Montana, Idaho, and Wyoming: Continental Divide, Part 1

Text: Brian Shaney • Photography: Dave Wenk

A rugged adventure awaits 
those who seek it. Remote mountain passes, picturesque views, and diverse, often 
challenging, terrain—where every mile is a feast for the senses—can all be found on a cross-country journey along 
the Continental Divide.

Our tour starts on a sunny July morning just a couple miles from the Canadian border in Eureka, MT, and promises to be an epic trek south to the Mexican border. The planned route will take us through five states, totaling just over 2,900 miles and consisting primarily of unpaved roads, two track, and trails with pavement used mainly as connectors. 

Prepping for this trip began several months earlier on a cold January day back in Michigan, where I first met Dave Wenk, who would become my riding partner. In attendance that day were a dozen or so eager riders. As the start date grew closer, one by one, more than half of the group dropped out, leaving just five. For logistics’ sake, three are headed north while Dave, astride a Honda XR650L, and myself, on a Suzuki DR-Z400S, ride south. The northbound group has a 10-day lead on us, and we have been getting regular reports of their travels. Today’s news is not good, as one of the riders has taken a rather serious fall just outside of Rawlins, WY. We are cautiously awaiting word on his condition.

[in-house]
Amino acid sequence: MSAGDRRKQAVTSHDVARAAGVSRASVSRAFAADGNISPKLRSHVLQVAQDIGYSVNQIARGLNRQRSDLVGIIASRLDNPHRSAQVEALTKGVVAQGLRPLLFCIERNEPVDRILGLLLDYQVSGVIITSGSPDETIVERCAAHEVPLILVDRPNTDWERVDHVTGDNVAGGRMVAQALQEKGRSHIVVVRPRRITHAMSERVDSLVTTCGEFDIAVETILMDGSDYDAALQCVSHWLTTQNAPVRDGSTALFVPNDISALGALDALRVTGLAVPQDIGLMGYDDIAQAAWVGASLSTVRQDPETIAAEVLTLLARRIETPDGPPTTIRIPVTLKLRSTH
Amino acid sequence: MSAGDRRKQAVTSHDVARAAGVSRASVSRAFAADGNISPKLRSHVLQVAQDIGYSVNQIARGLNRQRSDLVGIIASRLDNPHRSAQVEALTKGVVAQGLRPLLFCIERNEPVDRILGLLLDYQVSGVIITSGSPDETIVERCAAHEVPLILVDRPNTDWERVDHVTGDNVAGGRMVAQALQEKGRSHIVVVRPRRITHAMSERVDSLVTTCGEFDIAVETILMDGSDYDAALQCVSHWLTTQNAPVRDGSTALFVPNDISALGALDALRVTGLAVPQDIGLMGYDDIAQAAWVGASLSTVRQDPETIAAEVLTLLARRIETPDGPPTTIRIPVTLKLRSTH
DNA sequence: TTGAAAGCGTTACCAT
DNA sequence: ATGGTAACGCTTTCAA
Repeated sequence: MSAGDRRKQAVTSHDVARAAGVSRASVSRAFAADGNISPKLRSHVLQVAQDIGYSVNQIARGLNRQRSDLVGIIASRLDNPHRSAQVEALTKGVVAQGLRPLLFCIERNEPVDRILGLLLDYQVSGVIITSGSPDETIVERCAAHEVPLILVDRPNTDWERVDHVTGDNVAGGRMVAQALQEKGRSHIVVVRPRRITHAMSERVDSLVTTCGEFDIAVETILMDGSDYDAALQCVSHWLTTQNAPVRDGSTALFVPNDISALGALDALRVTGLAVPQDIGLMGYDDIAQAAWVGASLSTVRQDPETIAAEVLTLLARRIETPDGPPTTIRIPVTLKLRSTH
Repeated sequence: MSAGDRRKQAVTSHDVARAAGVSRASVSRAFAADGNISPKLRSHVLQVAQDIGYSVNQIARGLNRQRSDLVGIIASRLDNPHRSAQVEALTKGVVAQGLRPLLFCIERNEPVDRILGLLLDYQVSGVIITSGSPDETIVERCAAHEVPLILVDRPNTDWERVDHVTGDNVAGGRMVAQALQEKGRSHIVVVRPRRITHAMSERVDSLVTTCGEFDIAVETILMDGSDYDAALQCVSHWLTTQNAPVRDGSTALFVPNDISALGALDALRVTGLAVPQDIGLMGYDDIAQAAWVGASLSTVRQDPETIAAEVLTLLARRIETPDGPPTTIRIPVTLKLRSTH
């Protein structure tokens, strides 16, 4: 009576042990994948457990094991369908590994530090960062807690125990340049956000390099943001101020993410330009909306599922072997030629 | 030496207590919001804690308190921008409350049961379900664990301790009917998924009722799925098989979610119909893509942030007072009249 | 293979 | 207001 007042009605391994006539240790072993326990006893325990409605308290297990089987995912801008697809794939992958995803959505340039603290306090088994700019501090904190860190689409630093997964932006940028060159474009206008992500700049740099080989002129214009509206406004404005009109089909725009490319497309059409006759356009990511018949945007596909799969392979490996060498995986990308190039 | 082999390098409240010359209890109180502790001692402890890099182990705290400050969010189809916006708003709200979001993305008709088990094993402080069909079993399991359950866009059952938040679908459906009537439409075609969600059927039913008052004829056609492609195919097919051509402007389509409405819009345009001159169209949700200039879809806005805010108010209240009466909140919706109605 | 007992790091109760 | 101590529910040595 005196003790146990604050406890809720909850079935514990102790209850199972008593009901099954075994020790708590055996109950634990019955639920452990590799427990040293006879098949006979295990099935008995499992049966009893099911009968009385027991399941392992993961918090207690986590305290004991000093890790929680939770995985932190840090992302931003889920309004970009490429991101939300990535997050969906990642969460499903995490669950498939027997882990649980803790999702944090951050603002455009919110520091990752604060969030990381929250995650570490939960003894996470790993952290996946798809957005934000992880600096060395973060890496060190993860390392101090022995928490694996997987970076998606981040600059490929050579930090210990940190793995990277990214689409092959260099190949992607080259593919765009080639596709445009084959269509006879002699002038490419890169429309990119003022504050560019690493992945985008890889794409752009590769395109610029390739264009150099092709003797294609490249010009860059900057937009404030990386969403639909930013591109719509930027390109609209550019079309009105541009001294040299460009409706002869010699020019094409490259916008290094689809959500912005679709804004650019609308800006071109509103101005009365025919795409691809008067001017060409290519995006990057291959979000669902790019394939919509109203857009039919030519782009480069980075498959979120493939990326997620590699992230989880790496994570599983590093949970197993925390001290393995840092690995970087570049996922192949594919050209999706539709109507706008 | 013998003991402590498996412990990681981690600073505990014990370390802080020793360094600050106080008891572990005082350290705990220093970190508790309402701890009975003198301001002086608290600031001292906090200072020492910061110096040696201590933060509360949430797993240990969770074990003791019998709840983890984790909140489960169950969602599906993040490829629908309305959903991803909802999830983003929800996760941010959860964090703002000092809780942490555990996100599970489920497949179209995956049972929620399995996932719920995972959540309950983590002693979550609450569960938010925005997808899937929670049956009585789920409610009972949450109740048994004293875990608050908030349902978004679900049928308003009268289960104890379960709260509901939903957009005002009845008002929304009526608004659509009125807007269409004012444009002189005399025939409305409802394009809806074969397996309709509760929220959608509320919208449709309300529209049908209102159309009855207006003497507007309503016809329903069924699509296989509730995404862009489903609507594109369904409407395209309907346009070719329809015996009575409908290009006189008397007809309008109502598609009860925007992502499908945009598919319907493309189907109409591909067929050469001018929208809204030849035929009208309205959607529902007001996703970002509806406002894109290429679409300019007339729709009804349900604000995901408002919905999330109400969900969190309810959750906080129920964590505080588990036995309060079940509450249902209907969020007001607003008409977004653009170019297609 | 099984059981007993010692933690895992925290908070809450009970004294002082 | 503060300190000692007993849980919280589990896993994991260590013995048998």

Bracing for Big Bears 
and Spotty Cell Signals 

Leaving Eureka we pick up our route just a few short miles from town and, in no time, we’re deep into the Montana backwoods. Heeding warnings from locals, we are well aware that bears are common here. Not just any bear either—grizzly bears are reportedly very active in this part of the state. I have come across black bears before while riding in remote areas and, on those occasions, all it took to scare them off was revving the engine. Aside from being two to three times the size of the black bear, a grizzly is purportedly not as easily intimidated. 

Known as “Big Sky Country” for its wide-open vistas in the central and eastern portions of the state, here in the west it’s all about the mountains. In fact, Montana comes from the Spanish word montaña, meaning “mountain.” Much of our route is only possible mid to late summer; it is not uncommon to find snow on many of the passes throughout most of the year.

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For the complete touring article, including facts & information, map(s), and GPS files, please purchase the September/October 2016 back issue.